Youth Wellbeing Project presentations and programs are research-based. Below you can find studies, therapeutic tools and videos related to porn addiction–formally referred to as Compulsive Sexual Behaviour Disorder. Our other favourite sites for sourcing research include the Culture Reframed Academic Library, Your Brain on Porn and the Reward Foundation.
For targeted information to intervene with children and young people displaying problematic sexual behaviours, we recommend accessing Intervention & Recovery, a free program provided by Culture Reframed. The topics included in this resource are: What are the Warning Signs for Kids?; What are the Warning Signs for Teens?; Developing a Strategy; and, Finding a Clinician.
The goal of this activity is to provide an understanding of problematic pornography use and how it relates to compulsive sexual behavior disorder.
At the end of this CE activity, participants should be able to:
• Discuss the classification of and diagnostic criteria for compulsive sexual behavior disorder;
• Define the potential risk factors for problematic pornography use;
• Identify the proposed psychological and neurobiological mechanisms involved in problematic pornography use;
• Recognize the dichotomy of problematic behavior and moral incongruence.
This continuing medical education activity is intended for psychiatrists, psychologists, primary care physicians, physician assistants, nurse practitioners, and other health care professionals who seek to improve their care for patients with mental health disorders.
The ‘Six Components of Addiction’ as defined by Mark Griffiths, Ph.D.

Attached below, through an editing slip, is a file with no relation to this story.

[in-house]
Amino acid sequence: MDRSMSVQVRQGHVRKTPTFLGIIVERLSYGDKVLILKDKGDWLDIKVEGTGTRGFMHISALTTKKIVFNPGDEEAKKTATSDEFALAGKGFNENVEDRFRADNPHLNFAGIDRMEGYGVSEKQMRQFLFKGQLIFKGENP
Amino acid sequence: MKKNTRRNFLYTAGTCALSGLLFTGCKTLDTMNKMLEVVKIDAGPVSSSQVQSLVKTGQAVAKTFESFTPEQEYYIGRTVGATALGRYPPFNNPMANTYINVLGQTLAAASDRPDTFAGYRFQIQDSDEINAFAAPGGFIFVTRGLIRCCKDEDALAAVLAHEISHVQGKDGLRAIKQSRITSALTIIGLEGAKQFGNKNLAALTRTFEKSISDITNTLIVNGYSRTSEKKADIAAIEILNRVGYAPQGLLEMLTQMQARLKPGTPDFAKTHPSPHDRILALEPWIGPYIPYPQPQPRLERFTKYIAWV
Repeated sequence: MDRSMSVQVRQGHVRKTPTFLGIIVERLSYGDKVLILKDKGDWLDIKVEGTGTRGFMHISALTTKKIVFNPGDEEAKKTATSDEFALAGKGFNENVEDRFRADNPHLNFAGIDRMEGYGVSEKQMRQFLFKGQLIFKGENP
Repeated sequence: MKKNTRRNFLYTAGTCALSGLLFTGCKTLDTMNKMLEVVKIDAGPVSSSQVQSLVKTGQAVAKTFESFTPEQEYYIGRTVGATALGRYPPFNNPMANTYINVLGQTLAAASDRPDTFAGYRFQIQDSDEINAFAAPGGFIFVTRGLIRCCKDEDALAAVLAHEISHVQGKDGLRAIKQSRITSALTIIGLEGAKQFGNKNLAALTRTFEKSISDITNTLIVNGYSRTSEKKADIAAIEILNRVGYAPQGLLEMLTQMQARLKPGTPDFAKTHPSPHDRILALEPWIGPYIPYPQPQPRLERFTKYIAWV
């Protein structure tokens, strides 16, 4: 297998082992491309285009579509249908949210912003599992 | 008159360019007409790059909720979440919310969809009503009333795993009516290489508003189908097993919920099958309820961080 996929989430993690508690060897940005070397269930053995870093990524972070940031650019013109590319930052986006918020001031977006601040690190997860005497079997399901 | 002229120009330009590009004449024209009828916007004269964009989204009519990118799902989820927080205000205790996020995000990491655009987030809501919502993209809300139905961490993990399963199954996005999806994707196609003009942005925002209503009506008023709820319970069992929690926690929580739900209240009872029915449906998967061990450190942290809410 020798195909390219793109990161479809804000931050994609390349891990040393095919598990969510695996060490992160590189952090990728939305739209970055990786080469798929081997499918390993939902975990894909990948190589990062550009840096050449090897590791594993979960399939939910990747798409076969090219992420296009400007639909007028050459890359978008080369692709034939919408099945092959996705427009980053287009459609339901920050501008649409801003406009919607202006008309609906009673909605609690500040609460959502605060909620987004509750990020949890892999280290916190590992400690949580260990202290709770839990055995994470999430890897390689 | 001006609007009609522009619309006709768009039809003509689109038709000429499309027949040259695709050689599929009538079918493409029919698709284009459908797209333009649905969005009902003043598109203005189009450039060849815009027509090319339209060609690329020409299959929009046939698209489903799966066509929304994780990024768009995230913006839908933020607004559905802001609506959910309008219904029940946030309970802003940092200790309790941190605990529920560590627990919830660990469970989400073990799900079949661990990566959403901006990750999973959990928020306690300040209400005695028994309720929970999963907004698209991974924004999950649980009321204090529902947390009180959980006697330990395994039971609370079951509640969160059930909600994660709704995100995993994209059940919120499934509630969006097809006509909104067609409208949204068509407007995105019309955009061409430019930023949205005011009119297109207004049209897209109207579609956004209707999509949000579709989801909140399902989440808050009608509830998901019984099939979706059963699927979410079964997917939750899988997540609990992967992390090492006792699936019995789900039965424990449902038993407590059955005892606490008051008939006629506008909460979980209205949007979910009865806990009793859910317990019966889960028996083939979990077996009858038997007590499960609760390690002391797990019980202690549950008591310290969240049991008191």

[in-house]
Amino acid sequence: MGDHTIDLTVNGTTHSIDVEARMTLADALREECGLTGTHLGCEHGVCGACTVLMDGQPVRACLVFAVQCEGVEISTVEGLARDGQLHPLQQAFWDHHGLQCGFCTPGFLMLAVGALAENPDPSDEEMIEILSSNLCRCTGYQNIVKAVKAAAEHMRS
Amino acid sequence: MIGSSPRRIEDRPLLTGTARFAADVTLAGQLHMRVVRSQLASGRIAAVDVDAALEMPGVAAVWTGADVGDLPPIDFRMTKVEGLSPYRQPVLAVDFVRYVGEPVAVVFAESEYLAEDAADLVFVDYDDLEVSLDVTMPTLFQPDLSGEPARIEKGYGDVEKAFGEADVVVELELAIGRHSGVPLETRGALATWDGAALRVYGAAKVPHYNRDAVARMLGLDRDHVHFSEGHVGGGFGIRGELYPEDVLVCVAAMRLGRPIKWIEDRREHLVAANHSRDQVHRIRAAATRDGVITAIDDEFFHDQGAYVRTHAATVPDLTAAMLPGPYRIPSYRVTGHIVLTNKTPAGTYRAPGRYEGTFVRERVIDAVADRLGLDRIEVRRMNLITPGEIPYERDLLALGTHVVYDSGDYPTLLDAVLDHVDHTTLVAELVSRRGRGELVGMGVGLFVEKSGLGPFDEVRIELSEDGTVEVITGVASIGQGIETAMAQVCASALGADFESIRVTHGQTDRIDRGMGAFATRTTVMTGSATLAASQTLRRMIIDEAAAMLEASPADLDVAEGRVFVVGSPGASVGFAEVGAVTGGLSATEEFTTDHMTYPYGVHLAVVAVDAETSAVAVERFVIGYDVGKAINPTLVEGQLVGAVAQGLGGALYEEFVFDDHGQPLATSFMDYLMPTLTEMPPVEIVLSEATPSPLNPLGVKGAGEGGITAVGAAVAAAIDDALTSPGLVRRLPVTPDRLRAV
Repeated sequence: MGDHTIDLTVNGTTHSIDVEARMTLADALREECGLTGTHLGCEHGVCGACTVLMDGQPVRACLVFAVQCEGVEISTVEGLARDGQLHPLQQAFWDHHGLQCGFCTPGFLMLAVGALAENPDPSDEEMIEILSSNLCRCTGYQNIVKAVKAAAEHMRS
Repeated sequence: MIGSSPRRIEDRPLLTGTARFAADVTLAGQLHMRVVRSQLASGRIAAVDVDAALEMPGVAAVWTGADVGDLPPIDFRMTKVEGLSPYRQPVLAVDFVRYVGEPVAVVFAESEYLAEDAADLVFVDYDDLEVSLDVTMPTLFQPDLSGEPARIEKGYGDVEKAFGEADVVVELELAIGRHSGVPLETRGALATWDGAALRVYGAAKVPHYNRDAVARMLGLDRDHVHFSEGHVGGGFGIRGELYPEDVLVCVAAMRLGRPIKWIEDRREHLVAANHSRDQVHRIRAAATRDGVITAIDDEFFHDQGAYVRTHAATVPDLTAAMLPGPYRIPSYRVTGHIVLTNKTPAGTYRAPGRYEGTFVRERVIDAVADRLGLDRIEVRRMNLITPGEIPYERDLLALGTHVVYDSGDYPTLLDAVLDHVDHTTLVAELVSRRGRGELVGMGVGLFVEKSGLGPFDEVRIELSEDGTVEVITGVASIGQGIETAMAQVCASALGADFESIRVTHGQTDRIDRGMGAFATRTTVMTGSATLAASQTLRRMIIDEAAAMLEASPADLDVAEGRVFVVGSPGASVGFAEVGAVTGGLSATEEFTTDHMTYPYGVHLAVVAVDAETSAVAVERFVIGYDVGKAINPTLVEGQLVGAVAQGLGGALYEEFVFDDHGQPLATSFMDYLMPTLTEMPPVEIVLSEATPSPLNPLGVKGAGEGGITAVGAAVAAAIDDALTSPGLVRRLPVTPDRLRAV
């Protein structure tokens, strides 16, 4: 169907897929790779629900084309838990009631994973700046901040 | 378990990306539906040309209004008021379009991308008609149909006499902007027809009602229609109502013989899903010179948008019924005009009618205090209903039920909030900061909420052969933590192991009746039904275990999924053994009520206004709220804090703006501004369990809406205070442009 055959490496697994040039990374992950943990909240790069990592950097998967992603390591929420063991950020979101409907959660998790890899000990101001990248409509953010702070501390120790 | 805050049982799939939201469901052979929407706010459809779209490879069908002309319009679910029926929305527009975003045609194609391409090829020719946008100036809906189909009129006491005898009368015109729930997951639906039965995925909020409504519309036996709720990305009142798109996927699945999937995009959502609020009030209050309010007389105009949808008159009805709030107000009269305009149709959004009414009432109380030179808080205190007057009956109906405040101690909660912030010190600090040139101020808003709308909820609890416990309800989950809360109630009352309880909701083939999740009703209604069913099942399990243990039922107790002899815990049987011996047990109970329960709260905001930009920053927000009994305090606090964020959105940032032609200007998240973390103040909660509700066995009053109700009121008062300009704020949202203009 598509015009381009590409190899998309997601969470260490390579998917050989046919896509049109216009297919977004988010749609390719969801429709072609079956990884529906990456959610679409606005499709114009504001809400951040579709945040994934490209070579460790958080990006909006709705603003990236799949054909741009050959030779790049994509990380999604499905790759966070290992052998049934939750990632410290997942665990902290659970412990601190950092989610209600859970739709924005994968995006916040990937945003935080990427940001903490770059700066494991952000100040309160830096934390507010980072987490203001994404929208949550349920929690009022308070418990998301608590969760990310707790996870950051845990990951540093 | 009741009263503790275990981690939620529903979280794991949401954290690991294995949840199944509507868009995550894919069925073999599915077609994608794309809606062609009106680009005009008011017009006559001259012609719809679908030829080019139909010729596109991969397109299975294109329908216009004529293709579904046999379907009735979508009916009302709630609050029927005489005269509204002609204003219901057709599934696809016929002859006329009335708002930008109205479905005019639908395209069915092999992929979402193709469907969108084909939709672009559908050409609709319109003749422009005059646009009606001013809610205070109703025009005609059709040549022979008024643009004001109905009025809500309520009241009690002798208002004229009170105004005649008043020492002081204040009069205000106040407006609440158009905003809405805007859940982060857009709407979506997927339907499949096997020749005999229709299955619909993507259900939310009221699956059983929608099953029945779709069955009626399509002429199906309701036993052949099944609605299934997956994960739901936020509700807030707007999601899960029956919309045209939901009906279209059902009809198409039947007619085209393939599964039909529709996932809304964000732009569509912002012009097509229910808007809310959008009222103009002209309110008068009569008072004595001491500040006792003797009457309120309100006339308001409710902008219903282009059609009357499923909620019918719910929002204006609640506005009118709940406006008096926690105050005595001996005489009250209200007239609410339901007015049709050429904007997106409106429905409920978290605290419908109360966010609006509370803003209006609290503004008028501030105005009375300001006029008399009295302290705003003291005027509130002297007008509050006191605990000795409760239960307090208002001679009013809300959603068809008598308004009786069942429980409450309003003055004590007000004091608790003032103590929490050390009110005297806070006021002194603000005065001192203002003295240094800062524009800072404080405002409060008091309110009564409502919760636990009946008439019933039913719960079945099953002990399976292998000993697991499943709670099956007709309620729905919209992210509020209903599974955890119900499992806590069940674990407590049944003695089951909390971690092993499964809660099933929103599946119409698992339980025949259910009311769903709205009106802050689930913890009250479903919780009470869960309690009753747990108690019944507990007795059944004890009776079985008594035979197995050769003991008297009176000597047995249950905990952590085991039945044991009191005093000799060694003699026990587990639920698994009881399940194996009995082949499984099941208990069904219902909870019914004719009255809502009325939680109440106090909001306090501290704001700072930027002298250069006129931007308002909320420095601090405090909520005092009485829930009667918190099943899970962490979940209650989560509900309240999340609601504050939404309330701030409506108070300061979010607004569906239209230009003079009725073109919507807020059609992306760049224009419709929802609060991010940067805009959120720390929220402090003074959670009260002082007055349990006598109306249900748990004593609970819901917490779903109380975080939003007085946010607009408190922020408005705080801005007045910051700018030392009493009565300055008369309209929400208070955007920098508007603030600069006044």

“Salience. This occurs when online gaming becomes the most important activity in the person’s life and dominates thinking (pre-occupations and cognitive dstortions), feelings (cravings), and behavior (deterioration of socialized behavior). For instance, even if the person is not actually gaming online, he/she will be thinking about it and planning for the next session.
Mood modification. These are the subjective experiences that people report as a consequence of engaging in online gaming and can be seen as a coping strategy (i.e., they experience an arousing ‘buzz’ or ‘high’ or paradoxically tranquilizing feel of ‘escape or ‘numbing’).
Tolerance. Increasing amounts of online gaming are required to achieve the former mood-modifying effects. For someone engaged in online gaming, these means a gradual build up of the amount of time spent online, engaged in the behavior.
Withdrawal symptoms. Unpleasant feeling states and/or physical effects that occur when online gaming is discontinued or suddenly reduced (e.g. the shakes, moodiness, irritability, etc.).
Conflict. Conflicts between the online gamer and those around him (interpersonal conflict), conflicts with other activities (job, schoolwork, social life, hobbies, and interests) or from within the individual him- or herself (intrapsychic conflict and/or subjective feelings of loss of control), which are concerned with spending too much time in online gaming).
Relapse. Repeated reversions to earlier patterns of online gaming. Patterns typical of the height of excessive online gaming are quickly restored after periods of abstinence or control” (Van Cleave vii-viii).
As a sex addiction specialty psychotherapist, Staci Sprout has been working with women since 2006 to support them to deal with problems with relationships, sexuality and pornography. Staci has also researched hundreds of additional case studies, mostly from women under age 30 describing the negative effects related to their porn use. These are the top 20 most common frequently cited symptoms from women. Take the test and an honest look at your results, preferably talking them over with someone that you trust.
This instrument has been based on screenings of tens of thousands of people. This particular version is a developmental stage revision of the instrument, so scoring may be adjusted with more research. Please be aware that clinical decisions must be made conditionally since final scoring protocols may vary.
© 2008, P. J. Carnes, Sexual Addiction Screening Test – Revised (Used with permission)